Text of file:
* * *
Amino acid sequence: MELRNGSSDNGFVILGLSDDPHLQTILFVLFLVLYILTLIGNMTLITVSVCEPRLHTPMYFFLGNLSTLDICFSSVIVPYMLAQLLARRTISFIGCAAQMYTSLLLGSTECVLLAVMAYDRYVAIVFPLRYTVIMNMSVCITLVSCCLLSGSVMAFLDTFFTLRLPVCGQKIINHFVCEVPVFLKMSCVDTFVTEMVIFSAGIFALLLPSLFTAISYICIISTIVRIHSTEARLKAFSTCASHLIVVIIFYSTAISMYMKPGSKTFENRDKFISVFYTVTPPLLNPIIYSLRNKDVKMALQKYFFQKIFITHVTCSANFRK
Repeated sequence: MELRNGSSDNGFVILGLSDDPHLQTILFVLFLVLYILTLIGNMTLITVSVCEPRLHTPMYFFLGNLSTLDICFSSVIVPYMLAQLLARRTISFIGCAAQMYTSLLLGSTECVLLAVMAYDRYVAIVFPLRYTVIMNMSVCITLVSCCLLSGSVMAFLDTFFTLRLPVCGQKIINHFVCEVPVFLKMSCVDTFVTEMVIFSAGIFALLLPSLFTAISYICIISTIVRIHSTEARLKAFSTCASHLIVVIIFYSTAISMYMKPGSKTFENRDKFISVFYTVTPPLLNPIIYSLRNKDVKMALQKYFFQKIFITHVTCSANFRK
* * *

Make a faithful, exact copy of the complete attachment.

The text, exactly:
Amino acid sequence: MELRNGSSDNGFVILGLSDDPHLQTILFVLFLVLYILTLIGNMTLITVSVCEPRLHTPMYFFLGNLSTLDICFSSVIVPYMLAQLLARRTISFIGCAAQMYTSLLLGSTECVLLAVMAYDRYVAIVFPLRYTVIMNMSVCITLVSCCLLSGSVMAFLDTFFTLRLPVCGQKIINHFVCEVPVFLKMSCVDTFVTEMVIFSAGIFALLLPSLFTAISYICIISTIVRIHSTEARLKAFSTCASHLIVVIIFYSTAISMYMKPGSKTFENRDKFISVFYTVTPPLLNPIIYSLRNKDVKMALQKYFFQKIFITHVTCSANFRK
Repeated sequence: MELRNGSSDNGFVILGLSDDPHLQTILFVLFLVLYILTLIGNMTLITVSVCEPRLHTPMYFFLGNLSTLDICFSSVIVPYMLAQLLARRTISFIGCAAQMYTSLLLGSTECVLLAVMAYDRYVAIVFPLRYTVIMNMSVCITLVSCCLLSGSVMAFLDTFFTLRLPVCGQKIINHFVCEVPVFLKMSCVDTFVTEMVIFSAGIFALLLPSLFTAISYICIISTIVRIHSTEARLKAFSTCASHLIVVIIFYSTAISMYMKPGSKTFENRDKFISVFYTVTPPLLNPIIYSLRNKDVKMALQKYFFQKIFITHVTCSANFRK